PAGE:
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AGVs deliver productivity driven by wireless solutions

Manufacturers of AGV systems are choosing AGV systems to effectively address the communications between the central control system and the vehicles themselves. Advanced wireless communications solutions also make AGV systems more reliable in the most demanding environments.

MANUFACTURERS IN MANY INDUSTRIES are investing in automated material handling systems to improve operations and increase worker safety. Automated guided vehicle (AGV) system sales are growing fast, as these systems provide great flexibility to work in a variety of different manufacturing processes. Let′s take a closer look at what AGV systems are, why manufacturers are choosing AGV systems, and how advanced wireless communications solutions make AGV systems more reliable in the most demanding environments.


Ultra-Fast Roaming technology ensures the AGV never experiences more than 10 milliseconds of disconnection while roaming from one fixed radio to the next.

Automated guided vehicles

AGV systems come in many shapes and sizes based on the needs of the operation. Most often, AGVs replace manned material handling vehicles such as forklifts. The AGV system is comprised of a central control system, a navigation system, and multiple vehicles that move about the plant according to the needs of the operation. The vehicles are often customized to the needs of the operation.

AGVs are available as unmanned forklifts, pallet trucks, tuggers, assembly line carriers, and many others. The vehicles communicate to the central control system to receive work orders, and move about the plant with help from the AGV navigation system to complete the work. AGVs deploy a variety of technologies for navigation, as well. The most basic systems follow a fixed path of magnetic tape or marked line on the plant floor. Advances in navigation have added laser and infrared sensors, machine vision, and "natural" guidance that require less installed infrastructure.

With the average AGV system representing a $1 million USD investment, these systems have to deliver on significant operational improvements to justify the expense. Manufacturers invest in AGVs for a few key reasons, and often find quick payback on their investment. Originally, AGVs helped to reduce labor costs. In fact, labor cost makes up 72 percent of the total cost of ownership for a manned forklift. As AGVs became more prevalent, other benefits became apparent. AGVs help to improve worker safety. Hundreds of injuries from forklift operations are recorded each year in the U.S. alone. AGVs also reduce product damage, and the automated system significantly reduces inventory errors. Finally, AGVs are ideal for operation in hostile environments like cold storage warehouses for frozen foods or clean rooms in pharmaceutical production.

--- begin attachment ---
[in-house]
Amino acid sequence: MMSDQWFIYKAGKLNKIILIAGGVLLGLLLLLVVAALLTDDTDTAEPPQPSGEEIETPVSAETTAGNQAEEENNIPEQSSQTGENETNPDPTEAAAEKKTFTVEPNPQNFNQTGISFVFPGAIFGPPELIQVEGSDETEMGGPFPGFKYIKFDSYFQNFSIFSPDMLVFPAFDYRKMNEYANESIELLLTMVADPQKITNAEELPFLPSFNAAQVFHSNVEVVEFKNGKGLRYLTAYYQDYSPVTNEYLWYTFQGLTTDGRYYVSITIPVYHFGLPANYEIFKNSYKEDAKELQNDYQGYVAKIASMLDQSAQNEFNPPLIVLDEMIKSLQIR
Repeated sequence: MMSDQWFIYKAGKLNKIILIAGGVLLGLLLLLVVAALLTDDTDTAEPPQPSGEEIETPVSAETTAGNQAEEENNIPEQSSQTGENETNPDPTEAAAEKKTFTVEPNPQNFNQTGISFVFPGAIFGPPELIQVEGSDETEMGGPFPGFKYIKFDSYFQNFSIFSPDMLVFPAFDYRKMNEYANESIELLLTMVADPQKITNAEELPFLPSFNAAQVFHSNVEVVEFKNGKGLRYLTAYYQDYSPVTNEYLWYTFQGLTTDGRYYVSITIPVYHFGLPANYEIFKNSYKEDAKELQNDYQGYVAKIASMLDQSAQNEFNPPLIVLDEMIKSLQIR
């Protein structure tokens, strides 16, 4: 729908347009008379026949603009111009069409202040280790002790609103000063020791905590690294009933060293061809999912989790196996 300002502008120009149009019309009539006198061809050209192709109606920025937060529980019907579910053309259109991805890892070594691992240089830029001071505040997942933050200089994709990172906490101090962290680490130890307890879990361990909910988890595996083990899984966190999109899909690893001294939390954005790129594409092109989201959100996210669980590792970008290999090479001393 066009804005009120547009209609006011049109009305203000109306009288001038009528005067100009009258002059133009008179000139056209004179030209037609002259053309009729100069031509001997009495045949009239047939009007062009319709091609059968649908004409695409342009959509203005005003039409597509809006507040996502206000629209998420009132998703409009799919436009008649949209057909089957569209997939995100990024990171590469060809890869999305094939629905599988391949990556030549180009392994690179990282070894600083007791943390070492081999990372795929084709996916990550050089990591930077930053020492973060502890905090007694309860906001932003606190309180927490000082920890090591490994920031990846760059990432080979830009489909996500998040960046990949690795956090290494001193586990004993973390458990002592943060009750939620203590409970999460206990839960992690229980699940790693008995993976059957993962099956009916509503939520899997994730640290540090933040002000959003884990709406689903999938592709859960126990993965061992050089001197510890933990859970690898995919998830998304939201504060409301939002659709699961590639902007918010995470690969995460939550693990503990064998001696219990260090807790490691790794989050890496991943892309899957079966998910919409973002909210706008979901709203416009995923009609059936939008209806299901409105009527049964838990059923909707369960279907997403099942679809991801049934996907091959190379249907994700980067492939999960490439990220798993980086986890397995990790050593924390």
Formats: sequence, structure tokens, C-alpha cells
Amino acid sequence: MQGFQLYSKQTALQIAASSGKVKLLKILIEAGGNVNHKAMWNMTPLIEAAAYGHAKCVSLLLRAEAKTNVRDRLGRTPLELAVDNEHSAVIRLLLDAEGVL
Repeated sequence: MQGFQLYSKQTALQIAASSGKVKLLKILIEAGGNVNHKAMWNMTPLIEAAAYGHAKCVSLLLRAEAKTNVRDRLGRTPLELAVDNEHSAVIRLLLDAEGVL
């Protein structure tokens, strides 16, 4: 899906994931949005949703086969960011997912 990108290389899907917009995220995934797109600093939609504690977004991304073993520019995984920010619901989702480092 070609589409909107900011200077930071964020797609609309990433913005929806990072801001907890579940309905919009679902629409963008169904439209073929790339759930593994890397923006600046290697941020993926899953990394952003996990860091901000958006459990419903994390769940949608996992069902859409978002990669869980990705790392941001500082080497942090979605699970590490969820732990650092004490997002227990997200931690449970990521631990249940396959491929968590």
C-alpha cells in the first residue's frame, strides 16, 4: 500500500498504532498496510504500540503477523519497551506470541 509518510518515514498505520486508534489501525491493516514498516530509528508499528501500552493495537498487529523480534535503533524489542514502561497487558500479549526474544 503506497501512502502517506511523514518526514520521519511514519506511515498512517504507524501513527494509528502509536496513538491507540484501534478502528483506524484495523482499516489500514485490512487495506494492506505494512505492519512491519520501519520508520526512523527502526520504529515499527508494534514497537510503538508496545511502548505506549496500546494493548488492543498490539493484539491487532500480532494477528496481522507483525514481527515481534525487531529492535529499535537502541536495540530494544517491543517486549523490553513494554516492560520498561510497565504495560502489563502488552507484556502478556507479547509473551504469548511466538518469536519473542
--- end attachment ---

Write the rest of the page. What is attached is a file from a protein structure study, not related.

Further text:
A unique "client-repeater" function allows each AGV in the plant to act as a repeater.

Wireless solutions for AGVs

The tremendous growth in automated material handling systems is a sure sign that these systems deliver on the promise of improved operations. Still, system reliability is critical to realizing the value of an investment in an AGV system. AGV vendors and system integrators around the world have turned to technology to address one critical element of the system - wireless communications between the central control system and the vehicles.

Many AGV applications need to transmit I/O signals from each vehicle. I/O traffic does not require a lot of bandwidth, but uninterrupted communication is critical. Even a short 50- to 100-millisecond disruption in the link can cause the I/O system to fault, stopping the AGV in its tracks.

As AGVs move about the plant, their wireless links must "roam" from one fixed radio to another - and these roam events can cause enough delay to trip the I/O system offline. ProSoft RLX2 radios employ Ultra-Fast Roaming technology that ensures the AGV never experiences more than 10 milliseconds of disconnection while roaming from one fixed radio to the next, and does this without any central wireless controller or complicated network configuration.

Another factor for wireless communication reliability in AGV applications is the dynamic nature of the environment. Plants are constantly changing, with people, parts, and machinery moving around, blocking radio paths, reflecting or absorbing radio signals, and generally making things difficult for the AGVs to find a signal to connect. ProSoft addresses this problem with a unique "client-repeater" function that allows each AGV in the plant to act as a repeater. That means that if one AGV finds itself in a location with poor or no connection to the fixed radios, it can direct its transmission through another AGV that will pass the transmission along until it can find a clear signal to the master control system. Using this technology, AGV systems virtually eliminate "dead spots," and can even tolerate the failure of a fixed radio without interrupting the operations.

Finally, technology is helping reduce the risk of installing a new AGV system. Since technology providers such as ProSoft are focused on industrial communications, application expertise can help guide each customer to the best wireless solution for a particular case.

Application engineers perform site surveys to identify the optimum location of fixed radios, ideal antenna selections, and the best channels for minimal interference. Also, solutions that are unique to the industrial market, like radiating cable (leaky feeder) systems. Radiating cable can be an ideal solution for AGVs as the cable can follow the AGV′s path through a plant, providing highly consistent RF signal with minimal risk of interference and reflection issues.

Keith Blodorn is the director of product management at ProSoft Technology.



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